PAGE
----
Ask the Palm Coast mayor

Palm Coast roads are struggling. What is the city doing about it? Mayor Alfin responds

From 2003 to 2012, Palm Coast resurfaced 650 lane-miles of road. In the 10 years since, just 250.

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  • | 9:37 a.m. January 30, 2024
  • Palm Coast Observer
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Editor's note: The views, thoughts and opinions expressed in this article are solely that of the author in his personal capacity and do not necessarily represent the opinions or the views of the city of Palm Coast or the Palm Coast City Council.

Question from a resident: I’ve lived here for 26 years, and the roads are worse than I’ve ever seen (examples: Bird of Paradise Road and the I95/SR100 intersection). I hear we have no money for road improvements, and that’s pretty hard for me to believe. Can’t we use the impact fees from all the new homes being built here? Aren’t there other resources?  What’s the plan?

When our City Council considers every option available to keep Palm Coast as safe as possible for residents, roadway improvements remain at the top of our list. However, those who are reading this column need to know that repairing roads is more complicated than simply sending crews out to work. 

This topic is very near and dear to me; in fact, I serve on the Transportation Planning Organizations Executive Committee, which helps to prioritize regional Department of Transportation-funded projects. Here’s some additional background information:

From 2003 to 2012, Flagler County imposed a 0.5 cent sales surtax, a portion of which we used to fund our milling and resurfacing program. During those 10 years, we repaired 650 lane-miles of roadway. In the 10 years since that funding source expired, we milled and resurfaced fewer than 200 lane-miles of roadway, but still managed to construct new roadways or resurface others with assistance grant funding.  

To make the best use of budgeted funds, Palm Coast implemented a pavement management program in 2017. We hired Transmap, a company that performed data collection to establish the quality of our roadway network by creating a map to give us a visual representation of those areas in most need of repair. In 2021, they performed a second roadway condition scan to generate an updated Pavement Condition Index Map.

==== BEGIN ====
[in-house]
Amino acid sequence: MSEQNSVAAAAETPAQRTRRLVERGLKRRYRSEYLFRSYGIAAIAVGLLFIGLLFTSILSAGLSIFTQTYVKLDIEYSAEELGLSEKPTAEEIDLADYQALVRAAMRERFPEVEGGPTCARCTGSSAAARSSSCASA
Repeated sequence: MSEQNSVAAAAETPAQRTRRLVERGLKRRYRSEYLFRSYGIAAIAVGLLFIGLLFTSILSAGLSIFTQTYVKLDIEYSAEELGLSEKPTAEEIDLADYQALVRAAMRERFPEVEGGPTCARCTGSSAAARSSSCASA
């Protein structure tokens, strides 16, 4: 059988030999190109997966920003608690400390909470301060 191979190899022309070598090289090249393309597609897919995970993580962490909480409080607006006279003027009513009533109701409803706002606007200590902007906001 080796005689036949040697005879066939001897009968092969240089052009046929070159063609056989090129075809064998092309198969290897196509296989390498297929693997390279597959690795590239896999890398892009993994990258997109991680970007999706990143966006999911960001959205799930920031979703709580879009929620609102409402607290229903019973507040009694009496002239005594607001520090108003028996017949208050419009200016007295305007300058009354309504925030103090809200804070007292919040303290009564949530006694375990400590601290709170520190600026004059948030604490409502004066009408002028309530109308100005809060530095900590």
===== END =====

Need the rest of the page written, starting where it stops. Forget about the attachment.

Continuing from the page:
For the past several years, City Council has tried to meet the challenge of funding the rising costs for roadway repairs given our reduced revenue sources (local option fuel tax, state revenue sharing). Per our direction this fiscal year, an alternative to the resurfacing of residential roadways will be used to “microsurface” various residential roadways throughout the city. This treatment is more short-term, but it will preserve the roadway condition for approximately five to seven years. In the next four years of our Five-Year Plan, the council is going to need to address funding for additional resurfacing options. 

It’s important for residents to understand that new development here does pay transportation impact fees. However, these funds can only be used for capacity improvements for roadways (adding new lanes) and cannot be used for roadway maintenance (resurfacing).  

Regarding Bird of Paradise Drive, the city purchased property at the intersection of Bird of Paradise and Matanzas Woods Parkway last year to prepare for the four-laning of Matanzas Woods Parkway and the installation of a traffic signal at this intersection.  As we wait to learn more about FDOT funding for this project, we will continue to monitor the condition of Bird of Paradise.

And finally, this coming spring, FDOT will be resurfacing about four miles of State Road 100, including the road at the Interstate-95 bridge. They also plan to install Wrong Way Driving devices at the I-95 interchange off-ramps.

Have a question for the mayor, or a response? Email [email protected].


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